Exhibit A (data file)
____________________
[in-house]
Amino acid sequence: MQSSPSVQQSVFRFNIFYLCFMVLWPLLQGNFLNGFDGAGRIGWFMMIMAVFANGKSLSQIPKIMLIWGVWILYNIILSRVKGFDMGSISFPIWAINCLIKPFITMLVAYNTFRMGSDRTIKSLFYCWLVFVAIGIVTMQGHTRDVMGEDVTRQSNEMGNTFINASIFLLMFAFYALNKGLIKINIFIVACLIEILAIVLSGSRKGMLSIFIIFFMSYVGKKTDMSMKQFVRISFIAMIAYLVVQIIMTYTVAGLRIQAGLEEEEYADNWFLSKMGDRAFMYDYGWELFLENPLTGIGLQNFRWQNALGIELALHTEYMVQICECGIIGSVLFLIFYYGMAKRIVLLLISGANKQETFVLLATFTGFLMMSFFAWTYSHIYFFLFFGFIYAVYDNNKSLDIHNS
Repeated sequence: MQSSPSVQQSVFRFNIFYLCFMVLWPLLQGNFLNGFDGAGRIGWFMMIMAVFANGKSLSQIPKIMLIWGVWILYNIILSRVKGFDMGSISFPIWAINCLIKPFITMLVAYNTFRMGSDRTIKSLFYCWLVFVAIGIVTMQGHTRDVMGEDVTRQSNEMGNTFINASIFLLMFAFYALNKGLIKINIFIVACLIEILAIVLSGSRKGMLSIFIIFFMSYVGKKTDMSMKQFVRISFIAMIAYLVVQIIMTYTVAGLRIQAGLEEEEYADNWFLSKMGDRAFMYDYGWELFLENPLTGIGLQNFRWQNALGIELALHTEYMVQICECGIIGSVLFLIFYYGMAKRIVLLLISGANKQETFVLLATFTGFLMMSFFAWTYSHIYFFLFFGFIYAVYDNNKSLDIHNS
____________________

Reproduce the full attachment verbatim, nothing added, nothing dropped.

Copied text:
[in-house]
Amino acid sequence: MQSSPSVQQSVFRFNIFYLCFMVLWPLLQGNFLNGFDGAGRIGWFMMIMAVFANGKSLSQIPKIMLIWGVWILYNIILSRVKGFDMGSISFPIWAINCLIKPFITMLVAYNTFRMGSDRTIKSLFYCWLVFVAIGIVTMQGHTRDVMGEDVTRQSNEMGNTFINASIFLLMFAFYALNKGLIKINIFIVACLIEILAIVLSGSRKGMLSIFIIFFMSYVGKKTDMSMKQFVRISFIAMIAYLVVQIIMTYTVAGLRIQAGLEEEEYADNWFLSKMGDRAFMYDYGWELFLENPLTGIGLQNFRWQNALGIELALHTEYMVQICECGIIGSVLFLIFYYGMAKRIVLLLISGANKQETFVLLATFTGFLMMSFFAWTYSHIYFFLFFGFIYAVYDNNKSLDIHNS
Repeated sequence: MQSSPSVQQSVFRFNIFYLCFMVLWPLLQGNFLNGFDGAGRIGWFMMIMAVFANGKSLSQIPKIMLIWGVWILYNIILSRVKGFDMGSISFPIWAINCLIKPFITMLVAYNTFRMGSDRTIKSLFYCWLVFVAIGIVTMQGHTRDVMGEDVTRQSNEMGNTFINASIFLLMFAFYALNKGLIKINIFIVACLIEILAIVLSGSRKGMLSIFIIFFMSYVGKKTDMSMKQFVRISFIAMIAYLVVQIIMTYTVAGLRIQAGLEEEEYADNWFLSKMGDRAFMYDYGWELFLENPLTGIGLQNFRWQNALGIELALHTEYMVQICECGIIGSVLFLIFYYGMAKRIVLLLISGANKQETFVLLATFTGFLMMSFFAWTYSHIYFFLFFGFIYAVYDNNKSLDIHNS